Business Excellence Awards
Please Join PBN to Celebrate the 2014 Business Excellence Award Winners on Novem ...
By John Larrabee
PBN Staff Writer
By John Larrabee
PBN Staff Writer
The economic downturn of 2008 was hard on Rhode Island’s civil engineers: construction slowed to a near standstill, jobs disappeared, and firms everywhere were cutting staff.
But at DiPrete Engineering in Cranston, you won’t hear anyone talking about what was lost. “You could say the recession is the best thing that ever happened to this firm,” said CEO Dennis DiPrete, “because it forced us to look for improvements that are necessary for doing business in the 21st century.”
The numbers back that assertion. The firm has increased revenue by 70 percent since its low point in 2009, and the number of employees has climbed from 32 to 48 since then.
As the recession sank to its nadir, DiPrete and his colleagues took a hard look at how they were running their business, threw out some of their old ideas, and hatched a new strategy to carry them into the future. They decided to incur no debt while they nonetheless invested in some major initiatives.
Chief among them was adopting lean management principles, which call for eliminating business costs that do not add value for customers. First developed by Japanese manufacturers, lean principles were widely adopted by their American counterparts in the 1990s. At professional firms, however, the philosophy has been ignored for the most part.
“At that time it was not really on the radar in engineering, but we recognized it was a proven methodology in other businesses,” said Christopher Ready, the firm’s chief financial officer. “We decided it was a way we could make ourselves more competitive.”
“We’re now on a path to perpetual improvement, day after day, week after week,” DiPrete added. “In our industry, billable hours are usually considered the lifeblood. Firms like ours typically bill out 65 percent of their time. They brag about how high that number is; it’s their measure of success. Here, we bill out about 50 percent of our time, because we encourage our employees to work on things that mean permanent improvements to our firm, improvements that benefit our clients. Long term, we see that as a much better business model.”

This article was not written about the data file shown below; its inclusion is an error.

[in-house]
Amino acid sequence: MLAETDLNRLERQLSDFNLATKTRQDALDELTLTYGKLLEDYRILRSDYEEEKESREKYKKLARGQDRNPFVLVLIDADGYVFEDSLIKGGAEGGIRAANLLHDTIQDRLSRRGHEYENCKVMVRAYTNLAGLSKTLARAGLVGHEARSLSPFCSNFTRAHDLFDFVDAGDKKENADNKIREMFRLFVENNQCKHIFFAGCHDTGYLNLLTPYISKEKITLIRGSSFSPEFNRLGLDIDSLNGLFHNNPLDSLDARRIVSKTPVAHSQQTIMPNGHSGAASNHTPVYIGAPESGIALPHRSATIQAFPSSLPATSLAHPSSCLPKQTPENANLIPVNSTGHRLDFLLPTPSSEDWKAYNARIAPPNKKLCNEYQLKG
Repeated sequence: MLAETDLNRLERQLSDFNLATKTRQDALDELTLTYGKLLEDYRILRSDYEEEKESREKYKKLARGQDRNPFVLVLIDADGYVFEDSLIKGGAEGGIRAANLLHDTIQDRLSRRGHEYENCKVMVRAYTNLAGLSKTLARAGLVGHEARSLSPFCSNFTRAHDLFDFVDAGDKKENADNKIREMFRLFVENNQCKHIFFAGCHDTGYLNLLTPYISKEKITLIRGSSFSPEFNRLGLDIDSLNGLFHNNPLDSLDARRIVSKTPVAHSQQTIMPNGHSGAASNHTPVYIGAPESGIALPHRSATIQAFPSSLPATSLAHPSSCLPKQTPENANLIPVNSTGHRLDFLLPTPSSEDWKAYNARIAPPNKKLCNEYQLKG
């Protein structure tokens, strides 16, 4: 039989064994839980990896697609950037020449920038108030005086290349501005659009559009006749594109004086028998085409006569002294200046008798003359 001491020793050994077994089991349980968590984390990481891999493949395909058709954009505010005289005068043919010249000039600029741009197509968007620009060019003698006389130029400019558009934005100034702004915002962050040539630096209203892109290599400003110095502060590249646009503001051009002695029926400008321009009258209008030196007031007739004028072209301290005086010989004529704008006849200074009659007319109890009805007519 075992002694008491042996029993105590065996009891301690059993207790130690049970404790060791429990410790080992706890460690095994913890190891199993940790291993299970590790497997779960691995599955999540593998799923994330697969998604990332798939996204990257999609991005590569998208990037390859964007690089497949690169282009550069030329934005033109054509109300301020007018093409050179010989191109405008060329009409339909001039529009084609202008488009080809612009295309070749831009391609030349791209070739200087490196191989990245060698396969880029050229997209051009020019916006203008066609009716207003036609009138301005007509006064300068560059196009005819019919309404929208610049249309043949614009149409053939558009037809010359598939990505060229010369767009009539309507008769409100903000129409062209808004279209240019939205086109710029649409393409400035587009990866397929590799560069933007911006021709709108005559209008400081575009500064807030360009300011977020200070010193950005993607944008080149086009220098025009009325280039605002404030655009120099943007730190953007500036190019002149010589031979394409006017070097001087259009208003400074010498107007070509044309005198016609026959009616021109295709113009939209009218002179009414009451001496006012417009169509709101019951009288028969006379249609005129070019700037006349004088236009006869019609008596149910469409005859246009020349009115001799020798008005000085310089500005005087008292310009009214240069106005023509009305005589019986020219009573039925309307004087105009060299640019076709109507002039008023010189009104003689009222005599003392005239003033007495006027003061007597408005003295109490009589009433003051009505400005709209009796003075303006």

DiPrete and a partner launched the firm back in 1984, shortly after DiPrete earned a degree in civil and environmental engineering from Merrimack College in North Andover, Mass. They began with an office in the Boston suburbs, then opened another in Rhode Island. When the two partners later split, DiPrete took the Rhode Island operation.
As a lifelong Rhode Islander and the son of a former governor, Dennis DiPrete is well-known thoughout the state. He’s involved with a number of professional and nonprofit organizations, serving on the boards of Grow Smart Rhode Island, Ocean Tides School, and the state’s chapter of the Urban Land Institute. That kind of background – and a series of New England building booms – made success seem easy before the recession.
“Work was coming in so fast we couldn’t keep up with it,” said Greg Guglielmo, vice president and a certified planner. “And then it just stopped. New projects weren’t coming in, and the projects we had were being put on hold.”
When the recession prompted the firm to adopt lean principles, it looked for changes to make in other areas, too, chiefly in business development and customer service.
Although there were layoffs when the downturn began, the firm made a decision to hold onto its most experienced personnel. That meant it was able to offer services beyond how a site will be engineered or permitted.
One local house builder needed a marketing campaign that would attract high-end buyers. “Our staff spent a lot of time with him, honing in on what sort of customers he was looking for, and then helped him put together the right brochure for the project,” DiPrete said. “No other local civil engineering firm is working with clients to market their product.”
When it was hired to work on the Reynolds Farm project, a large commercial and residential development in North Kingstown, the DiPrete team used its experience in the public arena to garner support. “We served as a spokesperson at public meetings,” DiPrete said. “We developed the graphics for presentation materials.”
Another company hired the firm to help with permitting for a large-scale apartment project. The builder had no experience with tax increment financing, a government program that allows a portion of future property tax proceeds to be used to pay for necessary improvements to public infrastructure. Some DiPrete engineers have worked on TIF projects, and they were able to help the builder get approval, which meant enormous savings.
“The architect and engineering industry is known to be weak in client services,” Ready said. “You hear people talk about how frustrating it is to deal with architects. We see this as an area where we can make improvements.”
There’s also a new focus on training. The firm encourages staff members to take college courses and offers tuition reimbursement, but the push doesn’t end there. “The core of our effort is really the large training room we have right in our office,” said Ready.
DiPrete also hired a chief operating officer – a rarity in civil engineering – to help with the lean effort.
Take a look at some of their ongoing projects, and you’ll see no slowdown in sight. DiPrete Engineering is working to revitalize Garden City Center in Cranston. It is providing all on-land engineering and permitting services for Deepwater Wind, the state’s planned offshore wind farm. New England Institute of Technology has retained the firm to complete regulatory permitting for its new campus in East Greenwich.